City Hangout – Lonely Planet Store, Jackson Books, Paharganj
[Text and photos by Mayank Austen Soofi]
“As well as Indian staples, you’ll find everything, from banana pancakes to pizzas, Mexican wraps and Israeli falafel… all of which can taste remarkably similar to the Indian staples. Come here for low prices and the travellers’ hubbub rather than gourmet dining” – this is the Lonely Planet India (2013 edition) introduction to Paharganj. Delhi’s hotel district used to teem with foreign travellers, with almost each of them armed with a copy of Lonely Planet (LP). Indeed, the corner bookshelf in any self-respecting Paharganj café stocked at least a couple of these much thumbed LPs.
And then the coronavirus arrived early last year. As the new variant Omicron spreads worldwide, Paharganj’s backpackers are no more than a dream remembered. But one place here embodies the spirit of that bygone time of international wanderlust. Jackson Books is still stocked with hundreds of used (and new) LPs.
A tiny makeshift alcove by the roadside, the store has an extensive collection of novels in several European languages. But it is the LPs that stand out with their distinctive blue spines. Stacked across the shop’s many shelves, the paperback guidebooks are in many languages, and on many countries – more than 200 destinations, says bookseller Deepak Kumar Dilani. Flipping through the used editions is like travelling with their previous owners. Tips are highlighted, recommendations are underlined. A page in the richly annotated Lonely Planet Guatemala is scrawled with blue hearts.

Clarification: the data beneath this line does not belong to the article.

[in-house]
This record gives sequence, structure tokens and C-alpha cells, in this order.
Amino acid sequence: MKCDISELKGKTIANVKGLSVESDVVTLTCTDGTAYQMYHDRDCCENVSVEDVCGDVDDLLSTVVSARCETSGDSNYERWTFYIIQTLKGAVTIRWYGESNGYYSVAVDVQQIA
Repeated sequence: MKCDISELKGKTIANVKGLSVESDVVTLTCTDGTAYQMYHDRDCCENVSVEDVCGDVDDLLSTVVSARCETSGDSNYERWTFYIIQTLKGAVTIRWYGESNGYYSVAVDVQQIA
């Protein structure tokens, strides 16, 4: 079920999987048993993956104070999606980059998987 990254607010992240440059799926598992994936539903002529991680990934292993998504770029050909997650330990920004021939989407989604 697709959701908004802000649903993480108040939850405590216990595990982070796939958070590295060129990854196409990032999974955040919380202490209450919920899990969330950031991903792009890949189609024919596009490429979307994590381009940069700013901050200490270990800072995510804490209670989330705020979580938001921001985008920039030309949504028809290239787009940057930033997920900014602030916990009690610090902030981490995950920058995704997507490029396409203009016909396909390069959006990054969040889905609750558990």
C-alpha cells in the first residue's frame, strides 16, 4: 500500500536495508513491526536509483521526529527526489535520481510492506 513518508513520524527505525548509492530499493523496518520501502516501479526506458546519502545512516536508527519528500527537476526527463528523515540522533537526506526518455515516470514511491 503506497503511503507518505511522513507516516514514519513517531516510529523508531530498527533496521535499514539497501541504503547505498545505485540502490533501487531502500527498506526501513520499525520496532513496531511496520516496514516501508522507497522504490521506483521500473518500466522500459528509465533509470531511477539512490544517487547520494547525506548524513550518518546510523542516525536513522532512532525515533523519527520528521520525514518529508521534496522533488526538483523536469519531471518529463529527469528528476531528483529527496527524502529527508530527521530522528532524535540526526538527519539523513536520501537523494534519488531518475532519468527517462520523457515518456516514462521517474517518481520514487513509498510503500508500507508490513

In the BC (before Covid) era, the bookstore sold three to four LPs daily to foreign travellers, but only three managed to move out since the pandemic began. The third left the shelves just this afternoon – it was LP India. “The buyer was an Indian… she said she was interested in travelling.”
Founded in 1996, the shop itself has become a lonely planet. Many of Paharganj’s other used bookstores shut down long before the pandemic, but a determined Jackson is staying on despite the odds. “Foreigners were my prime customers,” notes Mr Dilani. The accents of those foreigners – he points out amusedly – played a vital role in corrupting the bookstore’s original name, from Jai Kishen (owner’s late father) to Jackson.
While posing for a portrait with his vast collection of travel books, Mr Dilani is puzzled that Lonely Planet India has never listed his bookstore on its Paharganj page.
He now takes out from the attic upstairs a fat copy of the equally prestigious Rough Guide to India, and turns to page 117 (he remembers the page number by heart). It says, “Jackson: Paharganj’s best address for secondhand books.”
Lonely is the planet
Lonely Planet people of Paharganj, of the pre-corona era